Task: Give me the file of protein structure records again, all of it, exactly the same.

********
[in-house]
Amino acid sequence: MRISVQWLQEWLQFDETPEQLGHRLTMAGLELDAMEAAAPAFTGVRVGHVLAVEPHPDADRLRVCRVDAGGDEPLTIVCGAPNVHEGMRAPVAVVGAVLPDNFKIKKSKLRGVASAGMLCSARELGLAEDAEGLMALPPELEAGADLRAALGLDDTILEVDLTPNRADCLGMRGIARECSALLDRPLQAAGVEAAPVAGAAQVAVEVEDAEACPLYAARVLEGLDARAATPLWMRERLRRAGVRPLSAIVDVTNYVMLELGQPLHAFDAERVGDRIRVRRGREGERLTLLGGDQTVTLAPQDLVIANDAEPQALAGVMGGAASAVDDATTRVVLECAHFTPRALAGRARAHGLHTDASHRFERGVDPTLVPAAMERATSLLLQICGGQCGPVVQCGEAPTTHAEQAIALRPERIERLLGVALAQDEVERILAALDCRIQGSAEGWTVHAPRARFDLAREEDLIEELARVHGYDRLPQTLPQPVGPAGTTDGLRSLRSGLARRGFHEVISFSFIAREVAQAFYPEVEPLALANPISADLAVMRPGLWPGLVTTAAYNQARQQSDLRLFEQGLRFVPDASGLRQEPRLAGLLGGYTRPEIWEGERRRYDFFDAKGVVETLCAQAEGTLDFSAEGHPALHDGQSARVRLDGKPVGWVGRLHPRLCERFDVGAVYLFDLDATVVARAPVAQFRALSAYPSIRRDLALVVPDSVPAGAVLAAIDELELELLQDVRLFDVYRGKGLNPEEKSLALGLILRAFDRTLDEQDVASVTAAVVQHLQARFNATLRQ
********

[in-house]
Amino acid sequence: MRISVQWLQEWLQFDETPEQLGHRLTMAGLELDAMEAAAPAFTGVRVGHVLAVEPHPDADRLRVCRVDAGGDEPLTIVCGAPNVHEGMRAPVAVVGAVLPDNFKIKKSKLRGVASAGMLCSARELGLAEDAEGLMALPPELEAGADLRAALGLDDTILEVDLTPNRADCLGMRGIARECSALLDRPLQAAGVEAAPVAGAAQVAVEVEDAEACPLYAARVLEGLDARAATPLWMRERLRRAGVRPLSAIVDVTNYVMLELGQPLHAFDAERVGDRIRVRRGREGERLTLLGGDQTVTLAPQDLVIANDAEPQALAGVMGGAASAVDDATTRVVLECAHFTPRALAGRARAHGLHTDASHRFERGVDPTLVPAAMERATSLLLQICGGQCGPVVQCGEAPTTHAEQAIALRPERIERLLGVALAQDEVERILAALDCRIQGSAEGWTVHAPRARFDLAREEDLIEELARVHGYDRLPQTLPQPVGPAGTTDGLRSLRSGLARRGFHEVISFSFIAREVAQAFYPEVEPLALANPISADLAVMRPGLWPGLVTTAAYNQARQQSDLRLFEQGLRFVPDASGLRQEPRLAGLLGGYTRPEIWEGERRRYDFFDAKGVVETLCAQAEGTLDFSAEGHPALHDGQSARVRLDGKPVGWVGRLHPRLCERFDVGAVYLFDLDATVVARAPVAQFRALSAYPSIRRDLALVVPDSVPAGAVLAAIDELELELLQDVRLFDVYRGKGLNPEEKSLALGLILRAFDRTLDEQDVASVTAAVVQHLQARFNATLRQ